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So much science, so little time (October 2016 edition)

Posted by Ol Anscombe on 15-Nov-2016 13:34:00

A spider/virus collaboration

When you work within the life science industry, you are exposed to some of the most inspirational, impactful, exciting and sometimes amusing research every day of the week. At BioStrata, we love to take the opportunity to indulge ourselves, learning about what scientists are up to, and what they’re discovering. Below are our top 5 stories from October.

Positive beehive-iour

Bee-utiful! Bumblebees may experience a buzz after getting a treat – one that even seems to take the sting out of life. In order to assess the physical shifts in behaviour often associated with particular emotions, scientists trained 24 bees to associate particular locations and colours in the lab with either plain or sugary water. Bees that had received a sugary treat seemed far more optimistic than those given plain water; as they were more inclined to investigate new locations for more treats. This is the first indication that insects may experience something close to emotion, and seems to suggest a happy bee is a curious bee.

 

Is it a spider? Is it a virus?

In these blogs, we feel there has been something of a recurring theme regarding nasties arming themselves with ingenious weapons and causing all kinds of mischief. Well, last month brought us more of the same, as researchers found a virus that had taken on a gene from a surprising and frightening source – the black widow spider!

The gene, which matches that of a toxin found in the spider’s venom, is the first example of a virus carrying animal-like DNA. It is reported that the gene is likely to help the virus infect bacteria (its main target). The virus is suspected to have acquired the gene by somehow gaining entry to the black widow spider’s cells (rather than just finding it on the web), the actual mechanisms of which remain a mystery (for now).

 

A CRISPIER approach to sickle cell disease

CRISPR – is there anything it can’t do? The brilliantly versatile gene-editing technique has yet again proven that it perhaps should never have been shunned (twice) by the Nobel Prize committee. The technique is now being used to offer hope to those suffering from sickle cell anaemia, according to research published in Science Translational Medicine in October.

Sickle cell disease, caused by a loss in red blood cell elasticity leading to their aberrant morphology, is caused in humans by just a single gene mutation. This makes it fair game for CRISPR, and scientists are now ironing-out methods of correcting the mutation in mice, with the aim of reversing the symptoms. The researchers involved hope this advance may mean a treatment is on the horizon. There are hurdles to overcome – but hey, since when has that stopped the world's scientists?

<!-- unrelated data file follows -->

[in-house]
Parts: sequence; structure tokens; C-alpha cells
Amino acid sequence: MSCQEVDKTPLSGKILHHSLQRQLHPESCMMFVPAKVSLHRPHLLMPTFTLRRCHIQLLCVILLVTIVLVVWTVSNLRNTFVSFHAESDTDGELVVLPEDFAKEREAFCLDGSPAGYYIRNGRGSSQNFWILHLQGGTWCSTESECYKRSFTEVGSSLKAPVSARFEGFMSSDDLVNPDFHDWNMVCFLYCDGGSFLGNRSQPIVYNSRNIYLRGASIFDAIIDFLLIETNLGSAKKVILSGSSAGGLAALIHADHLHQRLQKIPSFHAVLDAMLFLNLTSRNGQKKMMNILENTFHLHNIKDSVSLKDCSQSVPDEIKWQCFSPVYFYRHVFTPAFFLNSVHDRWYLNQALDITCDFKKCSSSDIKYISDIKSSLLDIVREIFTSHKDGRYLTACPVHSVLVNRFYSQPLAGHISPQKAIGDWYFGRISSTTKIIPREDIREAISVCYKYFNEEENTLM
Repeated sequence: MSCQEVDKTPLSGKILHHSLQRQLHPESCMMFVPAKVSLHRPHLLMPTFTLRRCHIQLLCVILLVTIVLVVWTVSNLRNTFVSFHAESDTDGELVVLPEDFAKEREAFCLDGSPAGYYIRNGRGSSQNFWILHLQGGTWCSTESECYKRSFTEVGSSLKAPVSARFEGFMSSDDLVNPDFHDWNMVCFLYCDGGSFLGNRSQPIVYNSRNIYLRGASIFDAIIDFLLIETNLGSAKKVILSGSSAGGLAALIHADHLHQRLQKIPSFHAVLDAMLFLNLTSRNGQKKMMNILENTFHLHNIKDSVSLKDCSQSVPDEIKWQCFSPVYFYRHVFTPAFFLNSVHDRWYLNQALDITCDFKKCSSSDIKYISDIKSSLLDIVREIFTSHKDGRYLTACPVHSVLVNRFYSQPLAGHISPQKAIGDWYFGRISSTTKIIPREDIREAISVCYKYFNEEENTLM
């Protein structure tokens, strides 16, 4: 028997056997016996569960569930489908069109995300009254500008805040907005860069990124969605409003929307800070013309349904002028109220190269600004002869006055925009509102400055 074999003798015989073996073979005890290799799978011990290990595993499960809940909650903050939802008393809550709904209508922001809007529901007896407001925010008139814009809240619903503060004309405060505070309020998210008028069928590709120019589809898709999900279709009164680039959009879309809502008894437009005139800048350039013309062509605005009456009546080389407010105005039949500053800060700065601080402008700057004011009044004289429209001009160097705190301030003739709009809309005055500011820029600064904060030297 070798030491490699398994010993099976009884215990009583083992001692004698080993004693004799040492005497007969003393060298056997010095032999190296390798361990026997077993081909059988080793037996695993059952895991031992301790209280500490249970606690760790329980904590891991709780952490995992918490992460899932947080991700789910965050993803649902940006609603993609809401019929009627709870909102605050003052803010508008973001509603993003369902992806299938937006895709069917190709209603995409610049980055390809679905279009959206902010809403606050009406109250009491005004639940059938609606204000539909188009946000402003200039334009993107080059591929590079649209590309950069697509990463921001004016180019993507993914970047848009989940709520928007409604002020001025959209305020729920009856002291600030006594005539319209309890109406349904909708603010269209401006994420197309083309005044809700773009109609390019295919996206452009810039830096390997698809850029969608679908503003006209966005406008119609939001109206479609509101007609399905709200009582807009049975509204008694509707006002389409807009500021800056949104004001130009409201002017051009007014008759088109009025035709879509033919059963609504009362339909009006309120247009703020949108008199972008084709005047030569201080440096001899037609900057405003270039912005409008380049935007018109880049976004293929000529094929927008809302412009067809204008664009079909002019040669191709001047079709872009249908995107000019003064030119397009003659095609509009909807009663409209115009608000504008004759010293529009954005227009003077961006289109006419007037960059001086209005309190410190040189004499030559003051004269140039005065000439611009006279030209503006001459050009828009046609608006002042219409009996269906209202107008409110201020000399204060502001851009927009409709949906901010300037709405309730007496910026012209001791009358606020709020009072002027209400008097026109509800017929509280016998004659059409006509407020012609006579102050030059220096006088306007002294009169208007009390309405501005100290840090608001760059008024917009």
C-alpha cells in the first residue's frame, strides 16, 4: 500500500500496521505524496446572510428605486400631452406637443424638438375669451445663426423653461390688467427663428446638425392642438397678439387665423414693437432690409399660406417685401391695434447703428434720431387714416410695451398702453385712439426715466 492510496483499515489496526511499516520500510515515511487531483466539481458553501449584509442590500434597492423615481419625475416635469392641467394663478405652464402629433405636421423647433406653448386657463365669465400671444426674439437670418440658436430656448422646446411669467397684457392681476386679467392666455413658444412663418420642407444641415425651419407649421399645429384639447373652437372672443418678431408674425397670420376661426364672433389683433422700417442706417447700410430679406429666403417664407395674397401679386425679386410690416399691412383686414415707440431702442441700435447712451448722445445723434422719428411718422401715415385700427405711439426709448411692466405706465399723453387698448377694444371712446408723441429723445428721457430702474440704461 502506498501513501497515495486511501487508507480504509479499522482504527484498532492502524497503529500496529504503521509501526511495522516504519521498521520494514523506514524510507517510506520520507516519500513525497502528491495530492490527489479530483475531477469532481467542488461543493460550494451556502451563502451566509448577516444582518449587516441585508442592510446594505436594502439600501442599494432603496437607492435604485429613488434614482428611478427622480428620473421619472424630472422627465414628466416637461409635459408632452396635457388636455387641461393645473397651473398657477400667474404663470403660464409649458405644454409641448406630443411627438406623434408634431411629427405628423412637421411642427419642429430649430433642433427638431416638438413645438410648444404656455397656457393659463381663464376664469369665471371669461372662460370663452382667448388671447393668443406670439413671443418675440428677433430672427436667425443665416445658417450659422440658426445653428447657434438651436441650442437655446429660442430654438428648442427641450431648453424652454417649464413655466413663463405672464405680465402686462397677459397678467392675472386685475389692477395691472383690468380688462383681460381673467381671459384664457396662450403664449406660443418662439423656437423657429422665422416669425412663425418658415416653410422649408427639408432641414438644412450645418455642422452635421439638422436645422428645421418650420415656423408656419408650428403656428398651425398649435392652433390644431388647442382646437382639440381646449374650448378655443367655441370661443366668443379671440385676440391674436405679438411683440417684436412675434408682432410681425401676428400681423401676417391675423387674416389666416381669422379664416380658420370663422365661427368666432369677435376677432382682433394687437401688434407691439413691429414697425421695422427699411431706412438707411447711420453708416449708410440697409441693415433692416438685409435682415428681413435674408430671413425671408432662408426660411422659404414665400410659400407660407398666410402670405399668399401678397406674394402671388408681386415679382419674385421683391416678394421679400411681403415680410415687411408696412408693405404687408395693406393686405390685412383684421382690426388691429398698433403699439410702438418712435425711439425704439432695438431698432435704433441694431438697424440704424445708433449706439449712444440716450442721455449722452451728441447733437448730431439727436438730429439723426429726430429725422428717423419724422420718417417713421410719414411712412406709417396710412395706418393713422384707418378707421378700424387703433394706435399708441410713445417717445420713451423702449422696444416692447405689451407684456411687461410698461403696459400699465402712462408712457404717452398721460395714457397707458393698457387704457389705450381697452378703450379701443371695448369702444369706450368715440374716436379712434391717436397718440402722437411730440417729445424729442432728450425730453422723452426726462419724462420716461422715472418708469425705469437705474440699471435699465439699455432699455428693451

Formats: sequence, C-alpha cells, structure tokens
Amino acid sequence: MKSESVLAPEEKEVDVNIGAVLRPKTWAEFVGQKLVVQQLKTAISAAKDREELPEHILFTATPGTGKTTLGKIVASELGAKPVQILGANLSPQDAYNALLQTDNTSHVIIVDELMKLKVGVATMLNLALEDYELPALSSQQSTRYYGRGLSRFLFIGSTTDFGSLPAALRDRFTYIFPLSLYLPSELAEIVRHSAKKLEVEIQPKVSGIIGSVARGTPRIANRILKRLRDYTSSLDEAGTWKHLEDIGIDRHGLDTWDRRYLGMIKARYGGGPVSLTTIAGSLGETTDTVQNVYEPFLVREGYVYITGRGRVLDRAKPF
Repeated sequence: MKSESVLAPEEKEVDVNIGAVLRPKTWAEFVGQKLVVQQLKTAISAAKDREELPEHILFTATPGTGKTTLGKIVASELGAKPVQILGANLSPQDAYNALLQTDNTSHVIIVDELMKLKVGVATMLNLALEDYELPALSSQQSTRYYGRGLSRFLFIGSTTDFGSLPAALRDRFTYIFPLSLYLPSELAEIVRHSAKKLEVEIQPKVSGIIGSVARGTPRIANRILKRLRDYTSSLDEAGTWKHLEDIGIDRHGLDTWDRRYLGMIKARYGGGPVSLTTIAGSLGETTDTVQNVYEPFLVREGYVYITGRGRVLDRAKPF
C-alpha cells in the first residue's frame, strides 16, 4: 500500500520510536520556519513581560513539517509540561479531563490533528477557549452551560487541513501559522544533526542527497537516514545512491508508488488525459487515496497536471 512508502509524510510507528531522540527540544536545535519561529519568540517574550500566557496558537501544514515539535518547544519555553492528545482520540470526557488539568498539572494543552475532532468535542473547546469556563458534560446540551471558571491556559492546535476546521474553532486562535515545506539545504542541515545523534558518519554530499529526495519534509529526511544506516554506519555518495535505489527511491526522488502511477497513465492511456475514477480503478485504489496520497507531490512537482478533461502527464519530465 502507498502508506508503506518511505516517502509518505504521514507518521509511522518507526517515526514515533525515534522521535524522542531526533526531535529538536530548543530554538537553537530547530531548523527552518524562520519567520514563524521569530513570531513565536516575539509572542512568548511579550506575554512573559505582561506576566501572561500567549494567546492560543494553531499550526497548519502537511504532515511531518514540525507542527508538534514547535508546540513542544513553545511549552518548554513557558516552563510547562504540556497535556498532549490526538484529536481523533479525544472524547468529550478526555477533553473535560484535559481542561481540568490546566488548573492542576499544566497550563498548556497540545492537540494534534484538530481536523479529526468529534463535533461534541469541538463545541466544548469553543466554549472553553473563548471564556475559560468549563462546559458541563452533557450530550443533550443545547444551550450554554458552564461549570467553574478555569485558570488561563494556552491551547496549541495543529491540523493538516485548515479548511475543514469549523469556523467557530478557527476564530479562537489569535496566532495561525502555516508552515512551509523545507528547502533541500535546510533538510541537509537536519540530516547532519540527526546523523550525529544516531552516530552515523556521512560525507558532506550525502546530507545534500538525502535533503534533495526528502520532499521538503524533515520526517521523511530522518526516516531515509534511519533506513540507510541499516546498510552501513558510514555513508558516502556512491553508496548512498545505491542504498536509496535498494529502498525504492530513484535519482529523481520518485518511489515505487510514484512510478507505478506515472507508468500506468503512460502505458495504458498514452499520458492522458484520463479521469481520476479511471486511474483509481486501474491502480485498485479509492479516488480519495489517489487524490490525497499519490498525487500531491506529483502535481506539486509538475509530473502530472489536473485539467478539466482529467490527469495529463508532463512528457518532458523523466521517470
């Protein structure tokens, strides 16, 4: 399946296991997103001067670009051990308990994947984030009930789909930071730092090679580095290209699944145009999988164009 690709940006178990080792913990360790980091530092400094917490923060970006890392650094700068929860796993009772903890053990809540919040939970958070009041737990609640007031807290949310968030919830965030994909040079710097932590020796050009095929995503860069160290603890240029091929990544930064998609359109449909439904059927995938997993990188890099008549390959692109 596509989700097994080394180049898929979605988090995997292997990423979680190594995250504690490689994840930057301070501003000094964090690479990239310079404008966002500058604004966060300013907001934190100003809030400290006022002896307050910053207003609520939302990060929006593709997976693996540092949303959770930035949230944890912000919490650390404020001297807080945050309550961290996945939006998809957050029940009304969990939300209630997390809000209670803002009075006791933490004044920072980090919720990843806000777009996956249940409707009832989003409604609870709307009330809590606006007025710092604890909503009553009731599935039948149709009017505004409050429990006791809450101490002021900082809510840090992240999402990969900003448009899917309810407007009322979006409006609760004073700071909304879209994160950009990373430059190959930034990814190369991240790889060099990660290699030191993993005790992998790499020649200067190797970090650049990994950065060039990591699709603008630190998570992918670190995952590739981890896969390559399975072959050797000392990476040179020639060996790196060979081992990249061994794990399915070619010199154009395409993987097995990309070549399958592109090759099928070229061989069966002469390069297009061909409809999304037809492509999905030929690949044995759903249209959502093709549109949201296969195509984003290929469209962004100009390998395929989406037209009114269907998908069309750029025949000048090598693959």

The plot behind the spots

The scourge of adolescents across the globe – acne is being figured out (and our teenage selves had fickle bacteria to thank). Much like youths themselves, bacteria colonising the skin are prone to change from harmless to savage with very little warning. Scientists have discovered that innocuous bacteria switch to cause a break-out of acne when they find themselves trapped in anaerobic, oily conditions such as those surrounding air follicles.

The bacterium, Propionibacterium acnes, converts the oily substance of the skin into amino acids that lead to an inflammatory response – known to the high school population simply as spots/zits. The researchers feel these developments may one day yield a treatment, welcome news indeed to school discos across the globe.

 

Painfully confusing

Picture the scene: you are in terrible pain, perhaps you’ve put your back out reaching down for that dropped pipette tip. You pick up and eat a small candy which, although delicious, you know has absolutely no pain relief properties whatsoever – and the pain decreases. A study published in the journal Pain shows this may not be that far-fetched a phenomenon, as patients that were knowingly given a placebo in conjunction with traditional treatment saw more improvement that those given traditional medicine alone.

This research indicates that the placebo effect itself seems not to be as strongly elicited by a patient’s conscious expectations, and instead may be more of a function of the environment, i.e. if a doctor hands you a pill, your brain will respond accordingly, even if the pill contains nothing but sugar. Trying to understand the placebo effect has long given scientists a headache – meaning they often feel the need to reach for the sweet jar.

 

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